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1. März 2019
Love the results!
Love the results!

Future decision patterns and a glimpse on their effects. PS: We won’t get it.

Some Years ago (1977) Christopher Alexander wrote a famous book (A Pattern Language: Towns, Buildings, Construction) in architecture which describes that all „new“ created, is basically just known patterns but re-arranged. Sometimes we just do not see those patterns anymore or don’t get how they are re-arranged, that’s the moment we call it art or creative.

After reading this masterpiece I tried to apply the theory to other verticals of business or private life. I used to work as a graphic designer back in the days and noticed that there is no creative process, every layout I made or idea I had was built on patterns. The most creative people basically were the ones that hide those former single-viewed patterns best. I wasn’t a good pattern maker, that’s why I switched professions and became a technology guy.

Within technology I noticed the same theory applies, in Software architecture, in Development, in Leadership. I was way better in composing those patterns than I was before in graphics, so it became a habit. Then some days ago, a video was shared with me. A Keynote held by Cassie Kozyrkov popped up and she explained that we all aren’t able to build microwaves from the scratch, but we are still using it. Her Talk was sticky, so I decided to dig a little deeper into her published publications and one was even more sticky than her talk: „Explainable AI won’t deliver. Here’s why

The more living patterns there are in a place – a room, a building, or a town – the more it comes to life as an entirety, the more it glows, the more it has that self-maintaining fire which is the quality without a name.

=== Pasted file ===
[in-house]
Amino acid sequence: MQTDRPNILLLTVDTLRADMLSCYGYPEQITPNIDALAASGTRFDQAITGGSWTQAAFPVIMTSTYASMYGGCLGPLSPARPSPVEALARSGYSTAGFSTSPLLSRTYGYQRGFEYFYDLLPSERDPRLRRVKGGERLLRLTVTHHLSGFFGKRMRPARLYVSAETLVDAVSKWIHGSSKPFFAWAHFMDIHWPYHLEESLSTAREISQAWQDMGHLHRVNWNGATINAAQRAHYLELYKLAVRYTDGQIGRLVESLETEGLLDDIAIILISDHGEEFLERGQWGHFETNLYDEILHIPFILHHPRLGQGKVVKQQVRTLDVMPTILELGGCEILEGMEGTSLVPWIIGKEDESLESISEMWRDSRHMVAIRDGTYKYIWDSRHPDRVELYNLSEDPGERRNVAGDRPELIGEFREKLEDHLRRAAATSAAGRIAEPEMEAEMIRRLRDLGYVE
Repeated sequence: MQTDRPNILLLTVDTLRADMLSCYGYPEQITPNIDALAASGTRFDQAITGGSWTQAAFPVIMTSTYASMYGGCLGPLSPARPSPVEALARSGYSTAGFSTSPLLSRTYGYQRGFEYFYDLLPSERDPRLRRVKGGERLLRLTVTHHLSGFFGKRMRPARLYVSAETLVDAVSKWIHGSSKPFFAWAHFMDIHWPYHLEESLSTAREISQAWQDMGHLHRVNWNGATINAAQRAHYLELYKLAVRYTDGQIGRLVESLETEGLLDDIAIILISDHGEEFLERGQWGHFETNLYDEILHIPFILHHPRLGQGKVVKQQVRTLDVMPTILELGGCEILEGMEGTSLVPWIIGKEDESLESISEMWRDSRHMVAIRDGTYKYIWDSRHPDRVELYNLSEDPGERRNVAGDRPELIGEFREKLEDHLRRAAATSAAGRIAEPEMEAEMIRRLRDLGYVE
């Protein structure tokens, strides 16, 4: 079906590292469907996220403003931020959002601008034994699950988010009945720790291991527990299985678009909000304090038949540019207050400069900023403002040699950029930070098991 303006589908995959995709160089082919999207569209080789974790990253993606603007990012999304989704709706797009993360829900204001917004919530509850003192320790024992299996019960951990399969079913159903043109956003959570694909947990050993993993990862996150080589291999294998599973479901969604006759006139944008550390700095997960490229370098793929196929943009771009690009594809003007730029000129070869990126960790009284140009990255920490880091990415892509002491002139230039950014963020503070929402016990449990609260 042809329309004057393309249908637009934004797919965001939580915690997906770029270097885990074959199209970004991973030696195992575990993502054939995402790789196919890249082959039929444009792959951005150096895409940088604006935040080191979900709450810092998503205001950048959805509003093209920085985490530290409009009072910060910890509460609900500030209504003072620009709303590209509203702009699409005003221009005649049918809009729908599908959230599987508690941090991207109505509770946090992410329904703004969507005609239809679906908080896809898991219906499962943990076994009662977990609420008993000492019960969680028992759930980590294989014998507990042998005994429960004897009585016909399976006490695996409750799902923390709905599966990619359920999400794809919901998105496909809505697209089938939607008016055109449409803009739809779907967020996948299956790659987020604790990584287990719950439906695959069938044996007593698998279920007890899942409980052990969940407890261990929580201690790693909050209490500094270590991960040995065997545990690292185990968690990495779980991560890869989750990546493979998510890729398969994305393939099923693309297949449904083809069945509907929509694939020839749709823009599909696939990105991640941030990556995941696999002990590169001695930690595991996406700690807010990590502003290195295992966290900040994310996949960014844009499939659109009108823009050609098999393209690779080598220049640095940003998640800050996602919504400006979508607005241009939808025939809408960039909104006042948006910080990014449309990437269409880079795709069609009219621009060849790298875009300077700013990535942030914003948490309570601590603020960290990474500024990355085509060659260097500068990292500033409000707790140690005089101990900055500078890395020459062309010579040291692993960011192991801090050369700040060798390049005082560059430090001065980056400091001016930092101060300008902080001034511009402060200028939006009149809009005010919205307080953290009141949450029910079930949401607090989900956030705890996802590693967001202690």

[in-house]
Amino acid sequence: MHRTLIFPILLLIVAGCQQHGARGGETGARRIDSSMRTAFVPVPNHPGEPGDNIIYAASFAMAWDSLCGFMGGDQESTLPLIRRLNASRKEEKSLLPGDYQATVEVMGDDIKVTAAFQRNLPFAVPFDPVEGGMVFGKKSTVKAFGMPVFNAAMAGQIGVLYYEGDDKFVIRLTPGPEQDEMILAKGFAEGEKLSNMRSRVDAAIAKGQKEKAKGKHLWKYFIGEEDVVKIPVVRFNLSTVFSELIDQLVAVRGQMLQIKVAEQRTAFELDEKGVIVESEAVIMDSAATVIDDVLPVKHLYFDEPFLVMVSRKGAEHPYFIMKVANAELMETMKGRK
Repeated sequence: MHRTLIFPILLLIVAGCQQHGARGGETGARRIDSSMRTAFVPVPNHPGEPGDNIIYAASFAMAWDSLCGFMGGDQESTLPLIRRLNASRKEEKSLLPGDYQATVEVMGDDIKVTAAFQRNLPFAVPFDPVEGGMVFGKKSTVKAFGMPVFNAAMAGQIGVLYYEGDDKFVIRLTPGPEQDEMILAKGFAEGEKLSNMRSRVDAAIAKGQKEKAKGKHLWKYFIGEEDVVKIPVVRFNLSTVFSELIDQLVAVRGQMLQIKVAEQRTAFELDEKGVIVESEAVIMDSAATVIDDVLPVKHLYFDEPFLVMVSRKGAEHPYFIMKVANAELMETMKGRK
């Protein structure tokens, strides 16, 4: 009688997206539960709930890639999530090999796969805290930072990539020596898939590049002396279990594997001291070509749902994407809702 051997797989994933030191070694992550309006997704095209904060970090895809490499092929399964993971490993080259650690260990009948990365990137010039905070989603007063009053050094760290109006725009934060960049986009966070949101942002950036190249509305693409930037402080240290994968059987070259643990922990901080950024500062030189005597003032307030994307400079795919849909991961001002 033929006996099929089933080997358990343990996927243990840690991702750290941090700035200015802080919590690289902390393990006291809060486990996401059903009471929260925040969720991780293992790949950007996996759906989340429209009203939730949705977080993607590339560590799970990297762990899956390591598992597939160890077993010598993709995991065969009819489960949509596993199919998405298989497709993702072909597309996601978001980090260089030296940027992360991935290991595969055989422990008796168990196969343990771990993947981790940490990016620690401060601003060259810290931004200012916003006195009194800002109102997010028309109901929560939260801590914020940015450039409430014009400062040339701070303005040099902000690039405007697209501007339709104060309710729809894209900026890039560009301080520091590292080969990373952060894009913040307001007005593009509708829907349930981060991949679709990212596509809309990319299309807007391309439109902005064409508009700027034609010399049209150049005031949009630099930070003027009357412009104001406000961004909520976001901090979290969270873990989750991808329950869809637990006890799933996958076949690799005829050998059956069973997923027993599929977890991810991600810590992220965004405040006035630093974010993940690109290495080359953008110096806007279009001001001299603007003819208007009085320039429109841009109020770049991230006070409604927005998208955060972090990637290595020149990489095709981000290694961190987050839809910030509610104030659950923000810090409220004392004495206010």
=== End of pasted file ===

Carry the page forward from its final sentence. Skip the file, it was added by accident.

Christopher Alexander

A essential quote from her article is “in order to trust AI, we need it to be able to explain how it made its decisions.”, she didn’t agree with this quote – The pattern theory popped up in my head again. Patterns put together in a way most people don’t understand are called „art“, easy… Don’t get me wrong, my intension is not to make LSD a trend in Data Science, but isn’t that kind of the same? We trust artists, putting together those patterns a way we are inspired by later, while spectating – In Cassie’s words: „Manufactures Build Microwaves we use in our everyday life, without questioning their construction plans“ – but with AI we want to get every single step of building, to trust those suspicious machines? Shouldn’t we just trust the artists to do the right thing and get inspired again?

Visiting galleries or strolling through a nice city mostly is driven by the intension „blow my mind“ (OK, sometimes we are just the ones, forced to join a group or something…). With something relevant, we seemed to understand till now, it is quite different. Blowing our minds in that aspect is threatening our confidence intensively! Confidence – The stuff we used to aim for in our private and business lives, the stuff we vote our leaders for, a feature women used most to describe am man as „sexy“ and so on. Basically our confidence is based on a very fragile foundation.

How to tackle this contrast?

Let’s be patient, for decades philosophical issues like that solved themselves, the success is inescapable. The old role models will change, habits will change and in the end our professions will change.

Cassie Kozyrkov (Google) on Decision intelligence (ML++) | TNW Conference 2018

Many people only use data to feel better about decisions they’ve already made.